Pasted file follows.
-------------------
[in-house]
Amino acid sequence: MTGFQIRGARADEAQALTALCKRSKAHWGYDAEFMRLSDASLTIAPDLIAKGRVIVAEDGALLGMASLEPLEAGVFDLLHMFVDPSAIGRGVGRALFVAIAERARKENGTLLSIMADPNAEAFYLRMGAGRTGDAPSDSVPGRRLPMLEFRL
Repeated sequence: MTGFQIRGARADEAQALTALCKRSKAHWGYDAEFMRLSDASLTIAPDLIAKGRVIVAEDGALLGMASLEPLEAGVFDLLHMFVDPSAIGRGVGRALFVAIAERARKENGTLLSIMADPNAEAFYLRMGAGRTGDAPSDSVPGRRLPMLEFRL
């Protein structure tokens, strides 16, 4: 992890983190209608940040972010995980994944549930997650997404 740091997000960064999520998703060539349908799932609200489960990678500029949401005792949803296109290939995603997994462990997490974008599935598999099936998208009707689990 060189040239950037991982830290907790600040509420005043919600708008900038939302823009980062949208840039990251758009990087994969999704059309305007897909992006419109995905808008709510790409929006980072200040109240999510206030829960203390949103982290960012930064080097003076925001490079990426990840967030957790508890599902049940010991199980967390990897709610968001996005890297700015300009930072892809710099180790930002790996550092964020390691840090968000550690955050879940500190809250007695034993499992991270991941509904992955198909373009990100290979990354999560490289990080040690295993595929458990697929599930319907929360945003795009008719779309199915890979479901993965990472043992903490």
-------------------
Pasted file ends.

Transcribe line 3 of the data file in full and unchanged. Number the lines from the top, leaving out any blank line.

Repeated sequence: MTGFQIRGARADEAQALTALCKRSKAHWGYDAEFMRLSDASLTIAPDLIAKGRVIVAEDGALLGMASLEPLEAGVFDLLHMFVDPSAIGRGVGRALFVAIAERARKENGTLLSIMADPNAEAFYLRMGAGRTGDAPSDSVPGRRLPMLEFRL